In the latest trends reported by the Pew Research Center, the share of Latinos who speak Spanish at home declined over the past decade as the high-school dropout rate within the demographic continues its decline to a new all-time low. The trends reflect fundamental cultural shifts among U.S. Hispanics.
Where language is concerned, the number of Hispanic immigrant families who speak Spanish at home has actually risen over the last decade. Pew estimates the number of Latinos living the U.S. who speak Spanish within their household at more than 37 million. While this number has only grown over the last decade, Pew reports this uptick centers on the growth of the Hispanic population overall. The rate of Spanish use in the home, according to the organization, actually fell over the past decade when looking at the numbers from a percentage perspective. In 2006, for instance, the U.S. Census Bureau reports 78 percent of Hispanic families used Spanish in the home. This compares to a drop to 73 percent of Hispanic families using Spanish in the home in 2015.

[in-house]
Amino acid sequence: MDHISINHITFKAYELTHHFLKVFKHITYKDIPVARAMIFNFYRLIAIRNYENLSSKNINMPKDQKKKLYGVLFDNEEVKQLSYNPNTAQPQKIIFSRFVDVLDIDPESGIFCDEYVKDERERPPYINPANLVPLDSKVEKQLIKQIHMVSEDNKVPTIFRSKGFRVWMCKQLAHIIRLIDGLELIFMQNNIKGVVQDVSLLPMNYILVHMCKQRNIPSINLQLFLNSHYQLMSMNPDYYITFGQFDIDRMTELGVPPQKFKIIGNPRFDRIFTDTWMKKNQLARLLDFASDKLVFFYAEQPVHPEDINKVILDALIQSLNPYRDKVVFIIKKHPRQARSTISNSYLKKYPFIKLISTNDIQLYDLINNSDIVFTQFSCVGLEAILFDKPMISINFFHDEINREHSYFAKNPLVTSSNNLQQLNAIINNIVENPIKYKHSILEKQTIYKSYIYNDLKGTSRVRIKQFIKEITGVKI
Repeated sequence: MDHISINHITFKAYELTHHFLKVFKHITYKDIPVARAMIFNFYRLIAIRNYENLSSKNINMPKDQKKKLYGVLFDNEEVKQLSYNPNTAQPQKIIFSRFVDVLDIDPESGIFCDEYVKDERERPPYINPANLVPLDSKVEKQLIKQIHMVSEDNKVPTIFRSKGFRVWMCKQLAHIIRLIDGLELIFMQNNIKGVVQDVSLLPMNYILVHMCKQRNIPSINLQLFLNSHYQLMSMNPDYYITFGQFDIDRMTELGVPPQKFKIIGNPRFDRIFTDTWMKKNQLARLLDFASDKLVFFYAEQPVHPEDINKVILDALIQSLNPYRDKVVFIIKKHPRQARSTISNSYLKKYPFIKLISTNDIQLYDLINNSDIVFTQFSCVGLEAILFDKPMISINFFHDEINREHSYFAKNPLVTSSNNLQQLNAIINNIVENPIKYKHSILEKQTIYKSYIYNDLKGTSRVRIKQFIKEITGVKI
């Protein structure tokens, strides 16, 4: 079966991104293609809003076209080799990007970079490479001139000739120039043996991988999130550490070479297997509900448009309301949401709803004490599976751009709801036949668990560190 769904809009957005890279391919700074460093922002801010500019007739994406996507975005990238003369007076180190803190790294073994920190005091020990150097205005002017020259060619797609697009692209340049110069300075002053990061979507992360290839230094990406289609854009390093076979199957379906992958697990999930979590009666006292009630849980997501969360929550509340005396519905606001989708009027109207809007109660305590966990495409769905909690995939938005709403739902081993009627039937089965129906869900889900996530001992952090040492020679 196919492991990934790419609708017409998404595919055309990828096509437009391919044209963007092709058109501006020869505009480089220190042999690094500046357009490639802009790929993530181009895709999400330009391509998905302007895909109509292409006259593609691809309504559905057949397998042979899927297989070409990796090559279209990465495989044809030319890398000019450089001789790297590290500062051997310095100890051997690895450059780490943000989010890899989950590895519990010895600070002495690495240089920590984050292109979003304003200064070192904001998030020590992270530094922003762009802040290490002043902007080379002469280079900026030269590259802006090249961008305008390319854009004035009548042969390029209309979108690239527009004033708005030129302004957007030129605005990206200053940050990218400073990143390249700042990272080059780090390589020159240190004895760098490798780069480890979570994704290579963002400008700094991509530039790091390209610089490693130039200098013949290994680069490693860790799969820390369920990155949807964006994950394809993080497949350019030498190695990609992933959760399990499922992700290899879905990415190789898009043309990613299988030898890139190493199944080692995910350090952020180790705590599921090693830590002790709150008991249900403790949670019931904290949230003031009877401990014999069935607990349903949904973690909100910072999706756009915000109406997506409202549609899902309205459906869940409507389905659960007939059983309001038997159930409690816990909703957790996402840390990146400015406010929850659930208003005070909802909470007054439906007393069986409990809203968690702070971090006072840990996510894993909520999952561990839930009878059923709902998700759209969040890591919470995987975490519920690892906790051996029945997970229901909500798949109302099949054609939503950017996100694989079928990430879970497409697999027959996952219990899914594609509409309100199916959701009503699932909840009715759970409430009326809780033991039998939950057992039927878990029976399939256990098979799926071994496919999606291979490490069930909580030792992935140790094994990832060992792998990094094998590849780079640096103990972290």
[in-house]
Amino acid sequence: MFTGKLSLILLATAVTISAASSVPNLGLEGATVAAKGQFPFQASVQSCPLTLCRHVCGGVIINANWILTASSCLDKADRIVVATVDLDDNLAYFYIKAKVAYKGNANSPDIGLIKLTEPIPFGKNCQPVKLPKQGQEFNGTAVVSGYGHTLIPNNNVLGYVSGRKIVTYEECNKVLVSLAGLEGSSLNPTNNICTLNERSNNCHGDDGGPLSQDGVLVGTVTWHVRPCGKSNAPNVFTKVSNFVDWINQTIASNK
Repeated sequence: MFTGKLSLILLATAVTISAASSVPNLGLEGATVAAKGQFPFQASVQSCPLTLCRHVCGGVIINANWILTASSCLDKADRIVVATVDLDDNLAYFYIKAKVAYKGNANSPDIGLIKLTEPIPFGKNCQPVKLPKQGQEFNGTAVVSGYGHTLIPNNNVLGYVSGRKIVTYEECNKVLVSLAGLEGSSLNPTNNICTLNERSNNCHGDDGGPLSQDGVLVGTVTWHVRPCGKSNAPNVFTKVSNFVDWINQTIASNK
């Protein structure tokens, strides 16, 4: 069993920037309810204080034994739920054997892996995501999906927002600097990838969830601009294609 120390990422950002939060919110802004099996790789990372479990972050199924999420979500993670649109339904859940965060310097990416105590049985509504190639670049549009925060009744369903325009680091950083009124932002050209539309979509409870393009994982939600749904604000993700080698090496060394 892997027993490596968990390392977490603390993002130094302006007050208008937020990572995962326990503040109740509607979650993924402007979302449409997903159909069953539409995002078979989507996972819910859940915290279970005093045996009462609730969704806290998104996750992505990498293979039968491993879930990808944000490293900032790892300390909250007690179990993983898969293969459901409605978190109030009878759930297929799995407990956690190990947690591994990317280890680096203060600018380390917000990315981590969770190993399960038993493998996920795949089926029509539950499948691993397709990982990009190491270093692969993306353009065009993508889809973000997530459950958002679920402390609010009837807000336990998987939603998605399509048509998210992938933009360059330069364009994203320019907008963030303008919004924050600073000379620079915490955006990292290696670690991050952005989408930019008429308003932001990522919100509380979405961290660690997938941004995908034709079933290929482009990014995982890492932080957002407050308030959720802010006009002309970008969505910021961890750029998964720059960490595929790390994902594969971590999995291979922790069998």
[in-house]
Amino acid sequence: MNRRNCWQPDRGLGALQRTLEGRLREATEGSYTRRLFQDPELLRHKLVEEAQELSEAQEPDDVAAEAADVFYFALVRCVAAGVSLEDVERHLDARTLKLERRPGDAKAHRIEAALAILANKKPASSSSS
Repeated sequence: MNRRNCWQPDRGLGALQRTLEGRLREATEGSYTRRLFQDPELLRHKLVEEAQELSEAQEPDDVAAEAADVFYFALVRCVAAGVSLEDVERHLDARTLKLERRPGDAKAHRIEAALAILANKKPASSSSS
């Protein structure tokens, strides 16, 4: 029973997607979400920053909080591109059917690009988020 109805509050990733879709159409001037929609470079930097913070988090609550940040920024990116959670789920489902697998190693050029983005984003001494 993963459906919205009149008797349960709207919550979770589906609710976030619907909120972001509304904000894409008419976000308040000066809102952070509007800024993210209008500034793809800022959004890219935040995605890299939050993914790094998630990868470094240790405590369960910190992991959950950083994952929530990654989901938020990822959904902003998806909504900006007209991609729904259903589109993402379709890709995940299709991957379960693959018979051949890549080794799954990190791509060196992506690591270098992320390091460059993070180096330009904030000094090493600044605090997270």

The overall decline in Spanish use at home among Latinos extends to all 25 metropolitan areas in the country with the largest Latino populations. Still, 57 percent of the Spanish-speaking Latinos in the U.S. populated in only 3 states– California, Texas and Florida.
On the education front, Pew reports a continuing success story for U.S. Hispanics as the high school dropout rate within the demographic has reached a new low to extend the decades-long decline. Accompanying the decline in the high school dropout rate is the long-term increase in college enrollment, which reached an all-time high.
According to Pew’s Hispanic education report, the dropout rate among Hispanics in 2016 came in at a rate of 10 percent. In real numbers, this translates to 648,000 Hispanics aged 18 to 24 who didn’t complete high school and who weren’t enrolled in school. In 2011, the dropout rate tallied at 16 percent.
In 1999, the Census Bureau began reporting on education rates with race and ethnic metrics. Compared to then, the high school dropout rate among Hispanics has declined by 24 percentage points.
“The decline in the Hispanic dropout rate is particularly noteworthy given the large increase in Hispanic enrollment in U.S. public and private schools,” according to the Pew report. “Between 1999 and 2016, the number of Hispanics enrolled in public and private nursery schools, K-12 schools and colleges increased 80 percent from 9.9 million to 17.9 million.”
Hispanic education improvement is also demonstrated in the statistic that 47 percent of Hispanic high school graduates aged between 18 and 24 were enrolled in college. In 1999, only 32 percent of the group was enrolled in college.